April 22, 2013
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A professional corporation is a corporation that carries on a professional practice. Professional corporations in Ontario are governed by the Ontario Business Corporations Act, as well as the by-laws of the governing bodies of the relevant professions. Examples of professionals that may incorporate their practices include medical doctors, dentists, veterinarians, chartered accountants, certified general accountants and lawyers.

Requirements and Restrictions

There are certain requirements and restrictions that apply to the incorporation of a professional corporation. One requirement is that the applicable governing statue must permit the practice of the profession by a corporation. Once the corporation has been incorporated, a Certificate of Authorization will need to be applied for and obtained from the applicable professional governing body.

Professional corporations may not carry on a business other than the practice of the profession; however this doesn’t prevent a corporation from carrying on activities that are related to the practice of the profession, including the temporary investment of surplus funds earned by the corporation.

In addition, the corporation is required to include the words “professional corporation” or "société professionnelle" in its name. Health profession corporations are required to include the surname of one or more of the professionals of the corporation who are members of the applicable college. The corporate name must also indicate the health profession that is to be practiced, for example, Dr. John E. Doe Medicine Professional Corporation.

Benefits of Incorporating a Professional Corporation

A corporation is recognized as a separate legal entity, distinct from its directors, officers and shareholders. In the case of a professional corporation, the professional will not incur personal liability for the commercial liabilities of the corporation, such as leases or loans, unless a personal guarantee is given. However, the shareholder’s professional liability will not be affected by practicing in a professional corporation. Any shareholders of the corporation, who are members of the profession, are jointly and severally liable for any professional liability claims made against the corporation while they are a shareholder.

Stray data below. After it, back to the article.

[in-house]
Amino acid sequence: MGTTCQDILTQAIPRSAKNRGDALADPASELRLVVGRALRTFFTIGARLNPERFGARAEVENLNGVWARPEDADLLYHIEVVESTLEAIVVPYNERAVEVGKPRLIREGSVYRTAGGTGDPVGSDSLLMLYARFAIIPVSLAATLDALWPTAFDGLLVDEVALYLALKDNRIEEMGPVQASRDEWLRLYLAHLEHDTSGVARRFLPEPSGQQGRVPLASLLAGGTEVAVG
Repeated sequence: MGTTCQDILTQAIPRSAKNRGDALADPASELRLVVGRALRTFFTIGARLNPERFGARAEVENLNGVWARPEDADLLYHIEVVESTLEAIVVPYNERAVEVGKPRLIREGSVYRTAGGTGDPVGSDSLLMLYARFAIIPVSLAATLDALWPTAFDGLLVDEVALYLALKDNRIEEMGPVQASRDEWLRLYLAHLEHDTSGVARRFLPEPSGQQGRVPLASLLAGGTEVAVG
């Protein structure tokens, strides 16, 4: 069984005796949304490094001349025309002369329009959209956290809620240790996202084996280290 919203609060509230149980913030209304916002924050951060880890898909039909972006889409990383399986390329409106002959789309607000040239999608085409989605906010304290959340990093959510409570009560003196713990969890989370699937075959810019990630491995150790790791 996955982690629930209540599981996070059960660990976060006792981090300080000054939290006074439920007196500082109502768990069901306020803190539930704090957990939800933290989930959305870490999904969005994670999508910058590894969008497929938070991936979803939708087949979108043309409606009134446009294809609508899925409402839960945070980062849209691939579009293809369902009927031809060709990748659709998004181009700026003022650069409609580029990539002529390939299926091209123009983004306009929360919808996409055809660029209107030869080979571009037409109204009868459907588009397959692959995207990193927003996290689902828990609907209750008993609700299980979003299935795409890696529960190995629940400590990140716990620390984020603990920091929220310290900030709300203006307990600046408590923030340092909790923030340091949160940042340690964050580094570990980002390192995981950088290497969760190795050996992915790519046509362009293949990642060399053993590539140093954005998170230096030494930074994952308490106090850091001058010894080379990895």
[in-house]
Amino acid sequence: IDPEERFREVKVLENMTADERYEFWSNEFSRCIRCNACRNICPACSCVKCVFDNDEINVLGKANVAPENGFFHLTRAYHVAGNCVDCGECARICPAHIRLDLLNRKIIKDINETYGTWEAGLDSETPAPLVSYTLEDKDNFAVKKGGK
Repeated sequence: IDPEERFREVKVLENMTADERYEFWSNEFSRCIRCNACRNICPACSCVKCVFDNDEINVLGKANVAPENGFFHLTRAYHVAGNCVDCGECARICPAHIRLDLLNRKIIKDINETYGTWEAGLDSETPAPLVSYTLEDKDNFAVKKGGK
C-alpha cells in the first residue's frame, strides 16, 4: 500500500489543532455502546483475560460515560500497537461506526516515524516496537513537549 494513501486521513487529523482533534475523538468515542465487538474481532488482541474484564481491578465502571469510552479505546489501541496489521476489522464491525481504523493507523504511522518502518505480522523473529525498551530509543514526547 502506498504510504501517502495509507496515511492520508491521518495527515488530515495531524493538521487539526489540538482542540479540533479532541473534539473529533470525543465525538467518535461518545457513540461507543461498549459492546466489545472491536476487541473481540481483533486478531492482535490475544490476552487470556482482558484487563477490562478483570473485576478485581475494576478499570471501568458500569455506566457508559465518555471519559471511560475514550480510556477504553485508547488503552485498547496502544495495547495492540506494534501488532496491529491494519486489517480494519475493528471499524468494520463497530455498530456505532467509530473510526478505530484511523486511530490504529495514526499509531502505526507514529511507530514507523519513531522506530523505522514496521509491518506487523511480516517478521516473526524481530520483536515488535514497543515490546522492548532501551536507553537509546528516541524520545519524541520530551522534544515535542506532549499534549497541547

Generally, all issued and outstanding shares of the corporation must be legally and beneficially owned by one or more members of the same profession. However, health profession corporations are allowed to grant non-voting shares to family members. A family member includes the spouse, children or parents of the health practitioner. This allows for income-splitting opportunities through the payment of dividends on the shares of the family members. Dividends are taxed more favourably than other types of income. The professional is also able to split capital gains among the family members who hold these non-voting shares to take advantage of each family member’s lifetime capital gains exemption.

By incorporating a professional corporation the professional can achieve significant tax savings by paying tax at a much lower corporate tax rate than the personal income tax rate. The corporation may also claim the Small Business Deduction as set out in the Income Tax Act. The deduction currently provides for an 11% federal tax rate on a Canadian Controlled Private Corporation’s active business income up to a limit of $500,000.00.

What this means for professionals

The professional corporation is a very useful business entity available to professionals, which can help them achieve significant tax savings and limit personal liability. The process to incorporate a professional corporation is quite technical and you need to ensure that you comply with all requirements of your professional governing body. It is for this reason that the advice of a legal professional should be sought to assist in the incorporation process.

This content is not intended to provide legal advice or opinion as neither can be given without reference to specific events and situations. © 2017 Nelligan O’Brien Payne LLP.

Service: Business Law